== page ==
Strategic Treasury

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Treasury Centralization - an essential guide for corporate treasurers There are a variety of reasons why companies decide to centralize their treasury operations, which would typically include cash management, financing, investment and foreign exchange, including both routine activities and strategic management. The factors which bring the most significant benefit, and therefore the most compelling value proposition, will depend on the nature of the business. This article by Andrew Woods, Group Vice President at SunGard, identifies some of the most important factors in regards to treasury centralization. It also provides a list of challenges that can be met through the decision to centralize a treasury operation, and how treasury centralization can achieve this.

Treasury Centralization

– an essential guide for corporate treasurers

by Andrew Woods, Group Vice President, SunGard

There are a variety of reasons why companies decide to centralize their treasury operations, which would typically include cash management, financing, investment and foreign exchange, including both routine activities and strategic management. The factors which bring the most significant benefit, and therefore the most compelling value proposition, will depend on the nature of the business, but some important factors typically include some of the following.

Identification of cash and risk

One of the key challenges of maintaining a decentralized approach to treasury is the difficulty in producing an overall view of the company’s cash position and exposure to risk on a timely basis. For example, different parts of the business involved in treasury will frequently have different systems and different ways of recording and reporting information. This can mean that it can take a long time to construct a global cash or risk position when combining information from different sources. Consequently, this information is often only produced monthly or even less frequently. It is impossible to make strategic decisions without access to timely, accurate information which is particularly significant during periods of economic volatility.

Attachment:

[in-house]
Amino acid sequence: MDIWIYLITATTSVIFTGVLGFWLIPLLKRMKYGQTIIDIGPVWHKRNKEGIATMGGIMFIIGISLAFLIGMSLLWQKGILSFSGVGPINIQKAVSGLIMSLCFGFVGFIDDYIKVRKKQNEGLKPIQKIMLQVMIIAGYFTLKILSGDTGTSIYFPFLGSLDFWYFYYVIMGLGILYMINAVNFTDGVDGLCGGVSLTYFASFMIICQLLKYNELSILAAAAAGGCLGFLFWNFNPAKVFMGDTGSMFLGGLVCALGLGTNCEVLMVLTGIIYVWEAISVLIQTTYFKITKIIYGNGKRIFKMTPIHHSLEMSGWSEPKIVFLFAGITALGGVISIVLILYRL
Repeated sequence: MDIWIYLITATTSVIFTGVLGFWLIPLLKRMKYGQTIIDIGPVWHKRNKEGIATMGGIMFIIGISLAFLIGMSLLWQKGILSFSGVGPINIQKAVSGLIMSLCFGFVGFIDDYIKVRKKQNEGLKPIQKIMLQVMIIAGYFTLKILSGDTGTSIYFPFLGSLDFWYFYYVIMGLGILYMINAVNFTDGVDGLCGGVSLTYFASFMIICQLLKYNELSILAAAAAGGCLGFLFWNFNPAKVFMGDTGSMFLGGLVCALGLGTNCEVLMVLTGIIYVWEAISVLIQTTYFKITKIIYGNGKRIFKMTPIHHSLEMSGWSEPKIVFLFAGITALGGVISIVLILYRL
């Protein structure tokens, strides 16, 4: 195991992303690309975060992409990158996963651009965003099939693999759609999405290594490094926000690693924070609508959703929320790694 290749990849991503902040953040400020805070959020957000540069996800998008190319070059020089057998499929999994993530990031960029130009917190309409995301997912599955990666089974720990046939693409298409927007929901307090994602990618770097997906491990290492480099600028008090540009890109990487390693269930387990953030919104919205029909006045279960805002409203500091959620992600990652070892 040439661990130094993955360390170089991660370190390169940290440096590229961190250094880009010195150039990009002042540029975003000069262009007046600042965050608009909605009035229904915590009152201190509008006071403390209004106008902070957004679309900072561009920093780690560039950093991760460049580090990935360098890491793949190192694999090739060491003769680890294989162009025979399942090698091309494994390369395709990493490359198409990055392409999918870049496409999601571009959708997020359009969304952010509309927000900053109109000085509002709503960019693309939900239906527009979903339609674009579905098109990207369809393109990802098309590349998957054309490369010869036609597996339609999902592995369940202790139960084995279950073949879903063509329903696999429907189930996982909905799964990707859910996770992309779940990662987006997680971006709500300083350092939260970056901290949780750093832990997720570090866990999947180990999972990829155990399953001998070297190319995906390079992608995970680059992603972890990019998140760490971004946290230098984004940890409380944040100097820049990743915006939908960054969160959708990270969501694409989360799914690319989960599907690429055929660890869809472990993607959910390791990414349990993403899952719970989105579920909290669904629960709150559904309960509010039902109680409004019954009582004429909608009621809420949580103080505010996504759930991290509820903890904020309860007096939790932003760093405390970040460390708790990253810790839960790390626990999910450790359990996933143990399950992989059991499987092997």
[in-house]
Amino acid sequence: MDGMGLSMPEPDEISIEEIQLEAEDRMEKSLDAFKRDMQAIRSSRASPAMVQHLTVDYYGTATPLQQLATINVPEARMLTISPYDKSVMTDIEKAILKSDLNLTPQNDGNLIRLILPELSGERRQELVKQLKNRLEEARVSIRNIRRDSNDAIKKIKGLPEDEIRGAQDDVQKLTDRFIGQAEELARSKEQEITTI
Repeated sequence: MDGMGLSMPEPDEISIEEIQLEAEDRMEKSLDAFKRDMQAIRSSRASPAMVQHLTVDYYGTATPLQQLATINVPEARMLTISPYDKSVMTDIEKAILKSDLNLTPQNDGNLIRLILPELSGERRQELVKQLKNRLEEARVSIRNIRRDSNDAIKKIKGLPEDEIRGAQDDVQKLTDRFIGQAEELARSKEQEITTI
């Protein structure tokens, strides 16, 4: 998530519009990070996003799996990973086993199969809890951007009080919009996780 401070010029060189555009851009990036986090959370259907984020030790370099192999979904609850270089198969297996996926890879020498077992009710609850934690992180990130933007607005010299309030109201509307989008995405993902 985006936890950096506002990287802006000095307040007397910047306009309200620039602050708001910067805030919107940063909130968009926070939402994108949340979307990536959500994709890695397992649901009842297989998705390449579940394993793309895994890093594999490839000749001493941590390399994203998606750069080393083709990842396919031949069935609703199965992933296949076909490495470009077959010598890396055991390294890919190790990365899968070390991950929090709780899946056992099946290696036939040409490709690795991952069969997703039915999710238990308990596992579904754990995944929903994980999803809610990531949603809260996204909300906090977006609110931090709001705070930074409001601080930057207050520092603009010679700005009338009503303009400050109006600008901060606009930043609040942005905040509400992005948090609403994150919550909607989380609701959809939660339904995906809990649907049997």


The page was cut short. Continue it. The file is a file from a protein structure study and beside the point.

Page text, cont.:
Access to financing and liquidity

Once a global view of the company’s position has been obtained, treasury can act on this information to optimize liquidity across the group. With credit becoming expensive and less readily available, companies need to find ways of accessing capital rather than relying on external borrowing. By centralizing treasury, and establishing an in-house bank to support local business unit requirements, companies can leverage group positions more effectively: for example, cash surpluses in one part of the business can be used to finance deficits in another.

Reducing the need to borrow externally by seeking out cash within the company is an important benefit of centralizing treasury, but where financing still needs to be obtained, it is likely to be more cost-effective and less problematic to seek funds at group level rather than business units borrowing locally, often with a lower credit rating and higher rate of borrowing. Furthermore, with tighter credit conditions, the least attractive lending from a bank’s perspective is an unsecured loan. By centralizing treasury activities, there is a greater opportunity to seek alternative funding methods such as asset-based finance and receivables securitization.

Cash flow forecasting

Forecasting is a challenge for most organizations except perhaps those with consistent, recurrent revenue streams. In many cases, forecast information derived from different parts of the business is prone to wide variations and different assumptions in the way it is constructed. Not only is the underlying data frequently unreliable, but it can then be extremely difficult to combine this information in a coherent and consistent fashion.

By centralizing this function, using a single system to combine information derived from other systems or allowing business users from across the company to input data through a common channel, a more reliable and transparent approach to forecasting can be achieved. While forecasting remains a complex issue, improvements in this area, in which centralization is an important first step, increases companies’ ability to use forecast information for liquidity and finance planning.

Operational efficiency and control

Working in different locations with disparate business practices, controls and systems creates challenges when trying to ensure that the business is adequately protected against error and fraud and that policies and procedures are being observed consistently. This is particularly problematic for companies which report under Sarbanes-Oxley or similar corporate governance requirements, but shareholders of all firms are scrutinizing financial management practices to satisfy themselves that these are best-in-class. In challenging times, operational efficiency is increasingly being considered a source of improved return on equity so this issue is elevated from day-to-day management to one of strategic importance.

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